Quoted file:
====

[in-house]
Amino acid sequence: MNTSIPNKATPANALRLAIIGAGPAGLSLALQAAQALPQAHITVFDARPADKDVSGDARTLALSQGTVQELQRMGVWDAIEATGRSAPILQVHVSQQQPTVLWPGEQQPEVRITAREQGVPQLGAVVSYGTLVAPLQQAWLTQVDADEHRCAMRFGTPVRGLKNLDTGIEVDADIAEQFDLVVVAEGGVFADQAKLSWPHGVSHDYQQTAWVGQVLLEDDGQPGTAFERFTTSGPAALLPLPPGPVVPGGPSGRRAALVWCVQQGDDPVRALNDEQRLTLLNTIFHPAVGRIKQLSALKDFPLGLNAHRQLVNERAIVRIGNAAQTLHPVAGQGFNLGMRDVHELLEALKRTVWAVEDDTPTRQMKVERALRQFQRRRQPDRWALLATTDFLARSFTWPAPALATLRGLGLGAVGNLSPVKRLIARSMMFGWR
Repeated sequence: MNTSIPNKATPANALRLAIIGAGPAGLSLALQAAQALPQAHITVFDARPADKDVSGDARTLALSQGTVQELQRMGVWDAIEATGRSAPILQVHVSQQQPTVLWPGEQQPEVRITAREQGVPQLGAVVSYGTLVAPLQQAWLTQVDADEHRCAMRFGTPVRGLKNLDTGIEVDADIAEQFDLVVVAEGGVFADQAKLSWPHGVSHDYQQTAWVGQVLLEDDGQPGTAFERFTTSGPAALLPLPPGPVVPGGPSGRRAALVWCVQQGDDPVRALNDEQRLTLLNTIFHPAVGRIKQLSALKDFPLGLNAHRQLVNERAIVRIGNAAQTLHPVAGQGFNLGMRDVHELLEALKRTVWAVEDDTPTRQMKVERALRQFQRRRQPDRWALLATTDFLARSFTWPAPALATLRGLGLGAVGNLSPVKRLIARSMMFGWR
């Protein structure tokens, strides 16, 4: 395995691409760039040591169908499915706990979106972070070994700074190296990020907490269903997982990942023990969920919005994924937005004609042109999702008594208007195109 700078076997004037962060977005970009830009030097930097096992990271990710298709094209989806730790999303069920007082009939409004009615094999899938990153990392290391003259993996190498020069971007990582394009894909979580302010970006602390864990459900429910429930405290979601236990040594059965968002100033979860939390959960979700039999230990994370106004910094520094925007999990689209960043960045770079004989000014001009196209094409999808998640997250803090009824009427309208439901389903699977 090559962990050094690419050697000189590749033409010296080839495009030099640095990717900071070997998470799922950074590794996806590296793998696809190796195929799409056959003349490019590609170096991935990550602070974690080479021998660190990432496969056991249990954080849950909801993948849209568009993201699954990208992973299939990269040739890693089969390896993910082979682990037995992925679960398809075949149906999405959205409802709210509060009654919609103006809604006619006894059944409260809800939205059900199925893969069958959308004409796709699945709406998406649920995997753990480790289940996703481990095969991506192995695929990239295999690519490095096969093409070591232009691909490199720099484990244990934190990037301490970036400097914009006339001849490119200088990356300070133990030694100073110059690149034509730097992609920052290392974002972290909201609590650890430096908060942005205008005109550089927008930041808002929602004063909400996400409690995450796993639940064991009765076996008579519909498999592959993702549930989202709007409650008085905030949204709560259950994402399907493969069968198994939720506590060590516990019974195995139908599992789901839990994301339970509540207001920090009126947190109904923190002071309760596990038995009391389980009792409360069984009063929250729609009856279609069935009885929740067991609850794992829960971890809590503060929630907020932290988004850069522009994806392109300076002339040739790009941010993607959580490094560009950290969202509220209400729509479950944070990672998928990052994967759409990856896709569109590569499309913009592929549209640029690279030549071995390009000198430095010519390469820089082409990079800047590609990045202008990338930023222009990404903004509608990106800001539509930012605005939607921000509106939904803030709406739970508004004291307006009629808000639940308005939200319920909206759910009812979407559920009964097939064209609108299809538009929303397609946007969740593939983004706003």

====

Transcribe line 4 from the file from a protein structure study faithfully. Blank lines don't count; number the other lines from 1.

């Protein structure tokens, strides 16, 4: 395995691409760039040591169908499915706990979106972070070994700074190296990020907490269903997982990942023990969920919005994924937005004609042109999702008594208007195109 700078076997004037962060977005970009830009030097930097096992990271990710298709094209989806730790999303069920007082009939409004009615094999899938990153990392290391003259993996190498020069971007990582394009894909979580302010970006602390864990459900429910429930405290979601236990040594059965968002100033979860939390959960979700039999230990994370106004910094520094925007999990689209960043960045770079004989000014001009196209094409999808998640997250803090009824009427309208439901389903699977 090559962990050094690419050697000189590749033409010296080839495009030099640095990717900071070997998470799922950074590794996806590296793998696809190796195929799409056959003349490019590609170096991935990550602070974690080479021998660190990432496969056991249990954080849950909801993948849209568009993201699954990208992973299939990269040739890693089969390896993910082979682990037995992925679960398809075949149906999405959205409802709210509060009654919609103006809604006619006894059944409260809800939205059900199925893969069958959308004409796709699945709406998406649920995997753990480790289940996703481990095969991506192995695929990239295999690519490095096969093409070591232009691909490199720099484990244990934190990037301490970036400097914009006339001849490119200088990356300070133990030694100073110059690149034509730097992609920052290392974002972290909201609590650890430096908060942005205008005109550089927008930041808002929602004063909400996400409690995450796993639940064991009765076996008579519909498999592959993702549930989202709007409650008085905030949204709560259950994402399907493969069968198994939720506590060590516990019974195995139908599992789901839990994301339970509540207001920090009126947190109904923190002071309760596990038995009391389980009792409360069984009063929250729609009856279609069935009885929740067991609850794992829960971890809590503060929630907020932290988004850069522009994806392109300076002339040739790009941010993607959580490094560009950290969202509220209400729509479950944070990672998928990052994967759409990856896709569109590569499309913009592929549209640029690279030549071995390009000198430095010519390469820089082409990079800047590609990045202008990338930023222009990404903004509608990106800001539509930012605005939607921000509106939904803030709406739970508004004291307006009629808000639940308005939200319920909206759910009812979407559920009964097939064209609108299809538009929303397609946007969740593939983004706003």